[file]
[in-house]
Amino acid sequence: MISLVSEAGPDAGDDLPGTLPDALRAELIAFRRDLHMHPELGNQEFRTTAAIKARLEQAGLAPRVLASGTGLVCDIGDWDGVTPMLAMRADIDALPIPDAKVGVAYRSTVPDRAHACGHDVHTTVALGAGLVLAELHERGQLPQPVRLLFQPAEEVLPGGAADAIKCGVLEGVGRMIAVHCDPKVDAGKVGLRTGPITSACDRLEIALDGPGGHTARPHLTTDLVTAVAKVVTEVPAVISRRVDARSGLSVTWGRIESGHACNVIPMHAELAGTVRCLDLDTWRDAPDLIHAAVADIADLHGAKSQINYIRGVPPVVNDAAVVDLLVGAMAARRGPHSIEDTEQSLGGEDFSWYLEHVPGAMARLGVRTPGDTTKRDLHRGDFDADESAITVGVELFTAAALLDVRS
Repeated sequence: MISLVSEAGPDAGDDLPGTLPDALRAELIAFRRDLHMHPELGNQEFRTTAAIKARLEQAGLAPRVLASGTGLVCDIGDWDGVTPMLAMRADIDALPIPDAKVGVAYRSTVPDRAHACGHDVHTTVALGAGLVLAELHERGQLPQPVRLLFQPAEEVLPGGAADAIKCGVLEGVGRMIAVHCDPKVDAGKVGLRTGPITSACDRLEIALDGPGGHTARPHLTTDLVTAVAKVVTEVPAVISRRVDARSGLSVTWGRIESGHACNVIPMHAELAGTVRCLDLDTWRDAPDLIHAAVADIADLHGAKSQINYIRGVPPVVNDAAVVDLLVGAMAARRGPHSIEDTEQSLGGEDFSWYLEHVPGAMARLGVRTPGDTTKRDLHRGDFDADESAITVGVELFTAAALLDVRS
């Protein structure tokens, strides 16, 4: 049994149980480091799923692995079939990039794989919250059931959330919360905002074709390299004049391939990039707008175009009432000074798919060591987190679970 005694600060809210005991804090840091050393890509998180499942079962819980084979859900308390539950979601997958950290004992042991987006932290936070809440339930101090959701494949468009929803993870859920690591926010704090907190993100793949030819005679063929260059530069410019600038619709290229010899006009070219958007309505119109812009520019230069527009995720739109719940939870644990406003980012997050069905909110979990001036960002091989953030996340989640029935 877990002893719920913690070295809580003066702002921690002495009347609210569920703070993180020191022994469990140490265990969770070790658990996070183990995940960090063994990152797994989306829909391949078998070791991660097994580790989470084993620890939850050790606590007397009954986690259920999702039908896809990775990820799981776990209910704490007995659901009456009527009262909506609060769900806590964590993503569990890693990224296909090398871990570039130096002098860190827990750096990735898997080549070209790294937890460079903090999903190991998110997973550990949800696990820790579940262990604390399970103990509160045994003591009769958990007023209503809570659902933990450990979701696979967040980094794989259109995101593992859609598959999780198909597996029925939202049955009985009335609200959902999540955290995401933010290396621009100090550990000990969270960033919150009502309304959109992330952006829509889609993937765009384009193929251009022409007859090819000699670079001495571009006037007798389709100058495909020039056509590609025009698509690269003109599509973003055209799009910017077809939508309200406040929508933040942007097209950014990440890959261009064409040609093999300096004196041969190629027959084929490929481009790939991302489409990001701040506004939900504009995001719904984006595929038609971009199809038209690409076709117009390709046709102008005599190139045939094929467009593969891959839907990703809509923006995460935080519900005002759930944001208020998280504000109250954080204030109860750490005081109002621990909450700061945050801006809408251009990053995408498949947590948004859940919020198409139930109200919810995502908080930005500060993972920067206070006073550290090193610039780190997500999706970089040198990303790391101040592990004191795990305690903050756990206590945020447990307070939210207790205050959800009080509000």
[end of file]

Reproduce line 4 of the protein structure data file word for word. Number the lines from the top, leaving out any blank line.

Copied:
């Protein structure tokens, strides 16, 4: 049994149980480091799923692995079939990039794989919250059931959330919360905002074709390299004049391939990039707008175009009432000074798919060591987190679970 005694600060809210005991804090840091050393890509998180499942079962819980084979859900308390539950979601997958950290004992042991987006932290936070809440339930101090959701494949468009929803993870859920690591926010704090907190993100793949030819005679063929260059530069410019600038619709290229010899006009070219958007309505119109812009520019230069527009995720739109719940939870644990406003980012997050069905909110979990001036960002091989953030996340989640029935 877990002893719920913690070295809580003066702002921690002495009347609210569920703070993180020191022994469990140490265990969770070790658990996070183990995940960090063994990152797994989306829909391949078998070791991660097994580790989470084993620890939850050790606590007397009954986690259920999702039908896809990775990820799981776990209910704490007995659901009456009527009262909506609060769900806590964590993503569990890693990224296909090398871990570039130096002098860190827990750096990735898997080549070209790294937890460079903090999903190991998110997973550990949800696990820790579940262990604390399970103990509160045994003591009769958990007023209503809570659902933990450990979701696979967040980094794989259109995101593992859609598959999780198909597996029925939202049955009985009335609200959902999540955290995401933010290396621009100090550990000990969270960033919150009502309304959109992330952006829509889609993937765009384009193929251009022409007859090819000699670079001495571009006037007798389709100058495909020039056509590609025009698509690269003109599509973003055209799009910017077809939508309200406040929508933040942007097209950014990440890959261009064409040609093999300096004196041969190629027959084929490929481009790939991302489409990001701040506004939900504009995001719904984006595929038609971009199809038209690409076709117009390709046709102008005599190139045939094929467009593969891959839907990703809509923006995460935080519900005002759930944001208020998280504000109250954080204030109860750490005081109002621990909450700061945050801006809408251009990053995408498949947590948004859940919020198409139930109200919810995502908080930005500060993972920067206070006073550290090193610039780190997500999706970089040198990303790391101040592990004191795990305690903050756990206590945020447990307070939210207790205050959800009080509000």